While any car carrying the Ferrari badge is inspirational to enthusiasts, there are certain models that seem even more infused with the magic that has made this the most desirable sports car brand on the planet.
These particular models achieve instant cult status through a combination of looks, performance and rarity, and if they are genuinely exceptional cars, their provenance will only be reinforced as time goes by. However, just the fact that a particular Ferrari model is the most expensive or limited in production numbers does not always guarantee it a place at the top table.
While the F40 was king of the hill in the early ‘90s, and to this day is the stuff of legends, the F50 that succeeded it received a relatively lukewarm reception and has never been seen in the same light. Conversely, the Enzo was the Ferrari of the moment from day one and is still considered one of the seminal supercars of all time.
Officially, Ferrari built 399 Enzos, a tribute to the F399 Formula One racer that swept the board in 1999, winning the Constructors title for Ferrari.
A 400th car was built as a gift to the late Pope John Paul II, and subsequently auctioned by Sotheby’s on behalf of his successor, Pope Benedict XVI. The proceeds of US$1.1 million were donated to the victims of the Tsunami that year.
Unlike the mighty F40, whose values took a tumble in the early part of the 21st Century, before recovering on the back of Ferrari’s relentless F1 winning streak, the value of the Enzo has been consistently creeping upwards, and any perfect example is now a million dollar car.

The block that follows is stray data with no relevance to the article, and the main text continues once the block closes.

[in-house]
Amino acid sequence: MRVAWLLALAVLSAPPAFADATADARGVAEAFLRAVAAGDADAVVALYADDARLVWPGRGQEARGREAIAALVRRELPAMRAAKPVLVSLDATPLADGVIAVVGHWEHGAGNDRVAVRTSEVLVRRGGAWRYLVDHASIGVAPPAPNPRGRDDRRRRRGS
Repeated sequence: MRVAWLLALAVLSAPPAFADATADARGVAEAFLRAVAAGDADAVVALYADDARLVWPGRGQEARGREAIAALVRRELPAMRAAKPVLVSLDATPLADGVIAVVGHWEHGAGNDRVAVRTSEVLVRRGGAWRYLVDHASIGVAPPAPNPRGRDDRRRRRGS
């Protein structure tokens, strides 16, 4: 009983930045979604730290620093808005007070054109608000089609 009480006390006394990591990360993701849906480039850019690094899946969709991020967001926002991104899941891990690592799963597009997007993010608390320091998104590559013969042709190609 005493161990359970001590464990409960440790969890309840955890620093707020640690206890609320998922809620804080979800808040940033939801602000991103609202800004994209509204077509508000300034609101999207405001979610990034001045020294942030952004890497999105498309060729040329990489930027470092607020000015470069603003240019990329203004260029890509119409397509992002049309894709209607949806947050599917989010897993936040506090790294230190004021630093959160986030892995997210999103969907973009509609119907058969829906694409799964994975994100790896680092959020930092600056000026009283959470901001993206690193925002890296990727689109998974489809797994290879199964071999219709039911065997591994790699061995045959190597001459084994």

However, it is a fact of life that very powerful supercars often fall into the hands of clientele whose driving skills fall short of the cars abilities, and sadly around 15 Enzos have been crashed. Of course the cynical will say that this has increased the value of the survivors!
Many Enzos are in private collections and are hardly, if ever driven. Thankfully, not all wealthy collectors see cars as objects ‘d art to be salted away, and some owners actually take their four-wheeled treasures out for an airing, so that both they and onlookers can enjoy them.
Some supercars promise more than they deliver, but the Enzo, designed by Ken Okuyama under the aegis of Pininfarina, drives exactly as it looks, and absolutely as you would expect it to.
If you have driven an F430, its older, bigger brother is not that much different in the way things work. That said, the functions of the later F430’s steering wheel mounted ‘manettino’ switch that allow you to select Road, ASR off and Race, are looked after by three separate buttons on the wheel of the Enzo.
The paddle shifters and the separate Start button are similar, except that the Enzo’s big red button is on the centre console rather than the steering wheel. The one feature that the Enzo has over the F430 is height adjustable front suspension for clearing steep ramps.
Strapped in, seat and mirrors adjusted, I turn the key in the ignition. A pull on both paddles ensures we are in Neutral, and then I push the red button. The 5,998cc litre DOHC V12 bursts into life with a bark from its exhaust that could probably be heard a mile away on a still night out in open country.
The electronic management ensures that the motor settles down immediately, but even this significantly subdued mechanical concerto echoes down the street, its sound components at fast idle not far off what you would hear in the pits at a race meeting. Stealth is not part of the Enzo’s repertoire at any speed!
I pull the right paddle towards me to select first gear, drop the fly-off handbrake to the left of the seat and apply gentle pressure to the throttle. The Enzo moves off smoothly, the immense torque of its V12 just off idle easily neutralising its mass.
Rated at 651bhp at a screaming 7,800rpm, 400rpm short of its cut-out, the race inspired motor has a mighty 657Nm of torque at 5,500rpm. With just 1,365kg to haul, this mega-motor will catapult the Enzo to 100km/h in 3.14sec, to 160km/h in 6.6 sec and on to around 350km/h.